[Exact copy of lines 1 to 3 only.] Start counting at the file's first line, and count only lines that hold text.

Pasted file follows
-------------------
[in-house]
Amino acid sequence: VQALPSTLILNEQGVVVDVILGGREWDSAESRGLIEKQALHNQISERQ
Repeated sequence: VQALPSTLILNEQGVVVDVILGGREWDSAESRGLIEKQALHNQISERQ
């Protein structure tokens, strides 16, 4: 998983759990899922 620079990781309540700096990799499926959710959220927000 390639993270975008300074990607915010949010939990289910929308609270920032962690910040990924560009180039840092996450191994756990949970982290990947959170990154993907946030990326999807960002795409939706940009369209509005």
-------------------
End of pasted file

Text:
[in-house]
Amino acid sequence: VQALPSTLILNEQGVVVDVILGGREWDSAESRGLIEKQALHNQISERQ
Repeated sequence: VQALPSTLILNEQGVVVDVILGGREWDSAESRGLIEKQALHNQISERQ